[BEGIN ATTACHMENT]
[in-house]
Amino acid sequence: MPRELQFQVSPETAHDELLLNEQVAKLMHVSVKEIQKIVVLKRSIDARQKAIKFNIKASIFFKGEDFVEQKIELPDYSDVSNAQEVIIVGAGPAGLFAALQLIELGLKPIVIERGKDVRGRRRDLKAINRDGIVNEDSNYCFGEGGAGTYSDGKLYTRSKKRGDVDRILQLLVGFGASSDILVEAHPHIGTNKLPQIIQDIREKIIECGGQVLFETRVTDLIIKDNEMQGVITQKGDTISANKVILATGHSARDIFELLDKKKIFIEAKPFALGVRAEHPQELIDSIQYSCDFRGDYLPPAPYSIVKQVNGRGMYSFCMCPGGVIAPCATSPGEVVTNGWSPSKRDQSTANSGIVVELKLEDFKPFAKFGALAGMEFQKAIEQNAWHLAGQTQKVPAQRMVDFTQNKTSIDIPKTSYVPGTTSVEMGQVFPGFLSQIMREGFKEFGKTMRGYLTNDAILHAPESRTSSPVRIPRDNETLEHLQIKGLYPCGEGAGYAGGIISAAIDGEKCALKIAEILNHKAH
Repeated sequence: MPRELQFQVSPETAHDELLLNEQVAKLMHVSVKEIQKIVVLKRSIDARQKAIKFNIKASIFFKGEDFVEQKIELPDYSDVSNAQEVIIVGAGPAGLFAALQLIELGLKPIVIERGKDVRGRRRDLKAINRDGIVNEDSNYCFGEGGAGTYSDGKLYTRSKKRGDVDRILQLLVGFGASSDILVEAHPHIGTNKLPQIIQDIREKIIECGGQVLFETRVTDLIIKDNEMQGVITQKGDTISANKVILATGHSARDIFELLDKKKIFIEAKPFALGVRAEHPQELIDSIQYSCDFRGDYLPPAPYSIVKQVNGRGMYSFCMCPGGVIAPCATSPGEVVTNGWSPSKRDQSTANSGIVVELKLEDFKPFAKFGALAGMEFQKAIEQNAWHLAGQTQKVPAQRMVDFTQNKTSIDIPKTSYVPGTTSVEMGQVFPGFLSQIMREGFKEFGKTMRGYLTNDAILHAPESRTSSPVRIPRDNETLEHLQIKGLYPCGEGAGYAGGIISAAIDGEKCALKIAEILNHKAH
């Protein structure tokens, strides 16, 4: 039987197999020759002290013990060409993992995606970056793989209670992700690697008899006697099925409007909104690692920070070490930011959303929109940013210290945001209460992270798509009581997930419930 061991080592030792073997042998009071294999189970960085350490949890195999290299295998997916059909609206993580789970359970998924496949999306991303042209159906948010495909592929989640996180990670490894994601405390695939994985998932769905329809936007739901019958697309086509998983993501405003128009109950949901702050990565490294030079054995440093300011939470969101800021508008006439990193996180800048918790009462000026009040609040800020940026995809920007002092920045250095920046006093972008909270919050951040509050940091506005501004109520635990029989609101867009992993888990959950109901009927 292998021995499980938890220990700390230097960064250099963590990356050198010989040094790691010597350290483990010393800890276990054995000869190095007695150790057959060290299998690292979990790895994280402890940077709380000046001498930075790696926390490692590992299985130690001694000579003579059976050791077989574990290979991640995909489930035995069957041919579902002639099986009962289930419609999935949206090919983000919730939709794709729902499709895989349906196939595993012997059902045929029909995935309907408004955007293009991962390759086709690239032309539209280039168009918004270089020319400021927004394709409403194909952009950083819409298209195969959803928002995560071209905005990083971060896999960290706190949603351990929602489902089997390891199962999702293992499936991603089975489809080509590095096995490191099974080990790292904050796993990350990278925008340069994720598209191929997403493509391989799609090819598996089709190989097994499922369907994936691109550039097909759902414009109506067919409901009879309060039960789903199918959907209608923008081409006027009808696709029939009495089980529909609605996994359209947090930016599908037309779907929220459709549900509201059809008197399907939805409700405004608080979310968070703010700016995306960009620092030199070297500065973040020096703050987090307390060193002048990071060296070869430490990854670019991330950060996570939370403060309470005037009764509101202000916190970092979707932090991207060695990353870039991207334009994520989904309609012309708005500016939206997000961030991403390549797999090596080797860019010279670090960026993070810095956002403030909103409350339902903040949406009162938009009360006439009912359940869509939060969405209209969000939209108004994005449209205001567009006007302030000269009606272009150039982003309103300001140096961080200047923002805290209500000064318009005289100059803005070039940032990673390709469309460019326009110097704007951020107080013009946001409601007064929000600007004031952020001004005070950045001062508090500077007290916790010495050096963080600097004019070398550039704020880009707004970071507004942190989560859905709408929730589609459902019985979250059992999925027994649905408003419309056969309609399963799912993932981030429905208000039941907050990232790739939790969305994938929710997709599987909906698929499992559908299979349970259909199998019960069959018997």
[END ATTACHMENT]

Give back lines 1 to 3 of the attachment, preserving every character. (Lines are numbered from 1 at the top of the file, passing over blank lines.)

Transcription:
[in-house]
Amino acid sequence: MPRELQFQVSPETAHDELLLNEQVAKLMHVSVKEIQKIVVLKRSIDARQKAIKFNIKASIFFKGEDFVEQKIELPDYSDVSNAQEVIIVGAGPAGLFAALQLIELGLKPIVIERGKDVRGRRRDLKAINRDGIVNEDSNYCFGEGGAGTYSDGKLYTRSKKRGDVDRILQLLVGFGASSDILVEAHPHIGTNKLPQIIQDIREKIIECGGQVLFETRVTDLIIKDNEMQGVITQKGDTISANKVILATGHSARDIFELLDKKKIFIEAKPFALGVRAEHPQELIDSIQYSCDFRGDYLPPAPYSIVKQVNGRGMYSFCMCPGGVIAPCATSPGEVVTNGWSPSKRDQSTANSGIVVELKLEDFKPFAKFGALAGMEFQKAIEQNAWHLAGQTQKVPAQRMVDFTQNKTSIDIPKTSYVPGTTSVEMGQVFPGFLSQIMREGFKEFGKTMRGYLTNDAILHAPESRTSSPVRIPRDNETLEHLQIKGLYPCGEGAGYAGGIISAAIDGEKCALKIAEILNHKAH
Repeated sequence: MPRELQFQVSPETAHDELLLNEQVAKLMHVSVKEIQKIVVLKRSIDARQKAIKFNIKASIFFKGEDFVEQKIELPDYSDVSNAQEVIIVGAGPAGLFAALQLIELGLKPIVIERGKDVRGRRRDLKAINRDGIVNEDSNYCFGEGGAGTYSDGKLYTRSKKRGDVDRILQLLVGFGASSDILVEAHPHIGTNKLPQIIQDIREKIIECGGQVLFETRVTDLIIKDNEMQGVITQKGDTISANKVILATGHSARDIFELLDKKKIFIEAKPFALGVRAEHPQELIDSIQYSCDFRGDYLPPAPYSIVKQVNGRGMYSFCMCPGGVIAPCATSPGEVVTNGWSPSKRDQSTANSGIVVELKLEDFKPFAKFGALAGMEFQKAIEQNAWHLAGQTQKVPAQRMVDFTQNKTSIDIPKTSYVPGTTSVEMGQVFPGFLSQIMREGFKEFGKTMRGYLTNDAILHAPESRTSSPVRIPRDNETLEHLQIKGLYPCGEGAGYAGGIISAAIDGEKCALKIAEILNHKAH